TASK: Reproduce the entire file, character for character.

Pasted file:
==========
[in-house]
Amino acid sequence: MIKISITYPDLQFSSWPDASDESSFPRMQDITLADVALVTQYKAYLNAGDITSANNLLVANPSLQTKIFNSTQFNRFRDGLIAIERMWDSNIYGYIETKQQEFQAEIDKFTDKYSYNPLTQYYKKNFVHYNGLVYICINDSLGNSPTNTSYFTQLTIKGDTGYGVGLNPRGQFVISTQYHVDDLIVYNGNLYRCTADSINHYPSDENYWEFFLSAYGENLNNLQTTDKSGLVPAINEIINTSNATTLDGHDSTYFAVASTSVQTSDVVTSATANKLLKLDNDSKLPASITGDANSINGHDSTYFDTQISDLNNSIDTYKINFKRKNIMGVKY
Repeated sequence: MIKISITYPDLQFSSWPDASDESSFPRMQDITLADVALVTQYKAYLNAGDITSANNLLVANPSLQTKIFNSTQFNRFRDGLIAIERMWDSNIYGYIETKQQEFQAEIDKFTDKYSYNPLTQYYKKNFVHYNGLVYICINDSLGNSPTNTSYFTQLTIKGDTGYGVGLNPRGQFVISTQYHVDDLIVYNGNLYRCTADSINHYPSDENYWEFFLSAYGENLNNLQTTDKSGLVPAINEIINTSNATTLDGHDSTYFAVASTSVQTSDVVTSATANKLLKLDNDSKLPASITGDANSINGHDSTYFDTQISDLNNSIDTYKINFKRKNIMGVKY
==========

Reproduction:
[in-house]
Amino acid sequence: MIKISITYPDLQFSSWPDASDESSFPRMQDITLADVALVTQYKAYLNAGDITSANNLLVANPSLQTKIFNSTQFNRFRDGLIAIERMWDSNIYGYIETKQQEFQAEIDKFTDKYSYNPLTQYYKKNFVHYNGLVYICINDSLGNSPTNTSYFTQLTIKGDTGYGVGLNPRGQFVISTQYHVDDLIVYNGNLYRCTADSINHYPSDENYWEFFLSAYGENLNNLQTTDKSGLVPAINEIINTSNATTLDGHDSTYFAVASTSVQTSDVVTSATANKLLKLDNDSKLPASITGDANSINGHDSTYFDTQISDLNNSIDTYKINFKRKNIMGVKY
Repeated sequence: MIKISITYPDLQFSSWPDASDESSFPRMQDITLADVALVTQYKAYLNAGDITSANNLLVANPSLQTKIFNSTQFNRFRDGLIAIERMWDSNIYGYIETKQQEFQAEIDKFTDKYSYNPLTQYYKKNFVHYNGLVYICINDSLGNSPTNTSYFTQLTIKGDTGYGVGLNPRGQFVISTQYHVDDLIVYNGNLYRCTADSINHYPSDENYWEFFLSAYGENLNNLQTTDKSGLVPAINEIINTSNATTLDGHDSTYFAVASTSVQTSDVVTSATANKLLKLDNDSKLPASITGDANSINGHDSTYFDTQISDLNNSIDTYKINFKRKNIMGVKY